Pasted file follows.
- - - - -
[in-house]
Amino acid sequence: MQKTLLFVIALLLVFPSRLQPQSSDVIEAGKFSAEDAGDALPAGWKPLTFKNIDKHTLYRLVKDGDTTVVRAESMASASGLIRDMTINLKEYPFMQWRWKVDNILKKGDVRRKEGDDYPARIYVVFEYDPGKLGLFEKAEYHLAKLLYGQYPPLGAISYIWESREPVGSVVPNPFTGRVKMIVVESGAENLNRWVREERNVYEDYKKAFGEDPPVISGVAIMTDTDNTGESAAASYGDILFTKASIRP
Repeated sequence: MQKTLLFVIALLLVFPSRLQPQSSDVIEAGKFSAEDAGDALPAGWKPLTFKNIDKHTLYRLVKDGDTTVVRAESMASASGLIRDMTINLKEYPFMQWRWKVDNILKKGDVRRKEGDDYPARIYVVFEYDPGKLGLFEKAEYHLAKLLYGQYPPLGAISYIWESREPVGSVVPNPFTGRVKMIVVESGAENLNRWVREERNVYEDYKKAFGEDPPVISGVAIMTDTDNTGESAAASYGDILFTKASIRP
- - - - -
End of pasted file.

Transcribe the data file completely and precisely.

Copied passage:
[in-house]
Amino acid sequence: MQKTLLFVIALLLVFPSRLQPQSSDVIEAGKFSAEDAGDALPAGWKPLTFKNIDKHTLYRLVKDGDTTVVRAESMASASGLIRDMTINLKEYPFMQWRWKVDNILKKGDVRRKEGDDYPARIYVVFEYDPGKLGLFEKAEYHLAKLLYGQYPPLGAISYIWESREPVGSVVPNPFTGRVKMIVVESGAENLNRWVREERNVYEDYKKAFGEDPPVISGVAIMTDTDNTGESAAASYGDILFTKASIRP
Repeated sequence: MQKTLLFVIALLLVFPSRLQPQSSDVIEAGKFSAEDAGDALPAGWKPLTFKNIDKHTLYRLVKDGDTTVVRAESMASASGLIRDMTINLKEYPFMQWRWKVDNILKKGDVRRKEGDDYPARIYVVFEYDPGKLGLFEKAEYHLAKLLYGQYPPLGAISYIWESREPVGSVVPNPFTGRVKMIVVESGAENLNRWVREERNVYEDYKKAFGEDPPVISGVAIMTDTDNTGESAAASYGDILFTKASIRP